In Peter's last column he covered off on the first five of his Top ten tips for first home buyers which were: 1. Make sure you’re ready for home ownership; 2. Work out your budget; 3. Select your home loan carefully; 4. Partner with the right lender; and 5. Perfect properties don’t exist. In this week’s column Peter completes his list.
6. Caveat emptor
There has never been a more apt statement then “let the buyer beware” when it comes to residential property, especially when buying by auction. To avoid buying a lemon make sure you inspect before you sign on the dotted line. Start with a thorough inspection yourself and bring in family and friends if you’re after a more objective eye. If there’s any doubt or you’re a bit worried about some of the things you’ve found (like cracked walls, signs of damp, soft or spongy window panes or springy floorboards) bring in the experts. A pest or structural inspection might cost you a bit up front, but could save thousands down the track.
7. Doing the deal
The unfortunate reality of buying a home is that the deal isn’t done until all parties sign the contract of sale. A verbal agreement or handshake doesn’t bind anyone. For instance, have you noticed that immediately after an auction the selling agent quickly escorts the winning bidder inside to sign the contract? They do this to make sure the sale is binding (and secures their commission!). Similarly under a private treaty sale you may see an “under contract” sign plastered on the sale board. This is done to let everyone know the property is close to being sold but a higher offer may be accepted. So the lesson here is to make sure the contracts of sale are executed and exchanged as soon as the terms are agreed.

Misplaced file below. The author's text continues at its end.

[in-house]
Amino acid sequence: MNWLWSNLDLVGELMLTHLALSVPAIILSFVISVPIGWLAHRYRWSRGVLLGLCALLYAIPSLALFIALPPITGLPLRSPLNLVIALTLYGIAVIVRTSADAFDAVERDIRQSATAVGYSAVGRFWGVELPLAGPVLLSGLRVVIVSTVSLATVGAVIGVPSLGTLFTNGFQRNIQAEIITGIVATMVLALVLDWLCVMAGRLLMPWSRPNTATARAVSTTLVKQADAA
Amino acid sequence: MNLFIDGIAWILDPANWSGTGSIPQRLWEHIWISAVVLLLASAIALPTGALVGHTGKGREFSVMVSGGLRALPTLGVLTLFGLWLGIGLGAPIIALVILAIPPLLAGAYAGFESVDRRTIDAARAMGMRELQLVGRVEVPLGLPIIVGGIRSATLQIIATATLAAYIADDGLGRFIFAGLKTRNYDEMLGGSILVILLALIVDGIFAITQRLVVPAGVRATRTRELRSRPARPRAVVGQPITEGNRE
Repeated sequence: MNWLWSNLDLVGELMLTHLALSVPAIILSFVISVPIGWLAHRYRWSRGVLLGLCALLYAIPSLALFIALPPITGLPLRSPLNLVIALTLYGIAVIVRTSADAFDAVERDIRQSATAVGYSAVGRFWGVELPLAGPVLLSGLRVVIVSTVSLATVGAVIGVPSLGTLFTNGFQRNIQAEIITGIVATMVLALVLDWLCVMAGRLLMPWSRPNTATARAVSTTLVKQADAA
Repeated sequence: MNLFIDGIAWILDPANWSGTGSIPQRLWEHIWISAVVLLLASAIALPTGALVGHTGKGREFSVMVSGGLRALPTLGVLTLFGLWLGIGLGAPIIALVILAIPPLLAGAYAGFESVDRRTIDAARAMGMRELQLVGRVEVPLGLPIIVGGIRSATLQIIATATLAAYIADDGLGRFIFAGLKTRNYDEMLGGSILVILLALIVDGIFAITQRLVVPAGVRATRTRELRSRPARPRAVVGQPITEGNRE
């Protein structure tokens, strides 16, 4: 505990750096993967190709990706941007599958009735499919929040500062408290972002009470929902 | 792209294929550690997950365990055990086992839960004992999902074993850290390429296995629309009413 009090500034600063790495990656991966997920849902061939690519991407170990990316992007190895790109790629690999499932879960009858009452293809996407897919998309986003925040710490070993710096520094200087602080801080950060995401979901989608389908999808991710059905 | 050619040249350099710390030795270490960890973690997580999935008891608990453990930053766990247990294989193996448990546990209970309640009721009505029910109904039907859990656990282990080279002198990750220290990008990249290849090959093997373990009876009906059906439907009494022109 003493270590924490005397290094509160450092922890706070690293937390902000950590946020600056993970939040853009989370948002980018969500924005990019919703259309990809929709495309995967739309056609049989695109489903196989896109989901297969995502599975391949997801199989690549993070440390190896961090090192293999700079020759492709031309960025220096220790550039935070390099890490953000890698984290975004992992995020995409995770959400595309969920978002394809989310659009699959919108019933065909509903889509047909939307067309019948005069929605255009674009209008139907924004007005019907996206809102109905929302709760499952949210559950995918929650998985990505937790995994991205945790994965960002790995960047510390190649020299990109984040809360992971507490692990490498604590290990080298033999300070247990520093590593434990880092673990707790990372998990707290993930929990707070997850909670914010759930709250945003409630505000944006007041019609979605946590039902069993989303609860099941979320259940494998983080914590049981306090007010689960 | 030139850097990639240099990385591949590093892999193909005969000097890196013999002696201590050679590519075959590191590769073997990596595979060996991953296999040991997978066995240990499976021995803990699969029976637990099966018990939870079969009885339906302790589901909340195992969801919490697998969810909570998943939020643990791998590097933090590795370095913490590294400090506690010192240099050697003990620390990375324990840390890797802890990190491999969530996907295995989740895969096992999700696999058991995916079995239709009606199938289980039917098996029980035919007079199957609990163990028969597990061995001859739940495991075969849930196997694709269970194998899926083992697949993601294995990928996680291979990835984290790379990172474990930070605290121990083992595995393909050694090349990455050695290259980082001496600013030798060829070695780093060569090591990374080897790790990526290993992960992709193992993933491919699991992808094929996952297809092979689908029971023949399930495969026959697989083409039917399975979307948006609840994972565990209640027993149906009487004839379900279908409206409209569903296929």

8. Don’t sign what you don’t understand
It’s probably stating the bleeding obvious but buying a residential property involves reading, understanding and signing a lot of forms and documents. From lenders’ application forms and loan agreements to the contract of sale itself there is a lot to take-in and comprehend. Never sign anything you don’t understand because if things go pear-shaped it will be the documents you signed that will do the talking in court, not the conversations or emails you’ve had or exchanged. This is why you should always get independent legal advice (from a lawyer or conveyancer) before you sign and if you use a mortgage broker always get their advice in writing just in case.
9. Manage your finances
For many just getting their home loan approved is an achievement worth celebrating. But the hard work doesn’t end there; in fact it is just beginning. A home loan is a long-term commitment and must be managed over the long-term. The first five years of your first home loan are often the toughest because this is when the need to make ongoing loan repayments, rain hail or shine really bites. The reality is you’ll have to keep making financial sacrifices, like the ones you made to save for your deposit, to keep up your loan repayments so making a budget and sticking to it is vitally important.
10. Check your emotions at the door
Without question buying a home is an emotional experience. We often focus on things like how a property makes us feel, how it looks, and the role it will play in keeping our family safe and happy. These are important considerations and should not be ignored. But equally important is to ensure the home you choose meets your practical needs and is something you can afford. If you act with your heart and not your head you may end up ignoring major defects or problems or buying something you really can’t afford, and this will cause you emotional and financial heartache.
Read the first half of this column - Top tips for first time home buyers - Part 1
Peter Boehm's book The Great Australian Dream: A Guide to Buying Your First Home is available online and at all good bookstores. It’s an easy to read and comprehensive how-to guide that will help you successfully navigate the numerous challenges everyone faces when entering the property market as an owner occupier or investor. It is also available as an iBook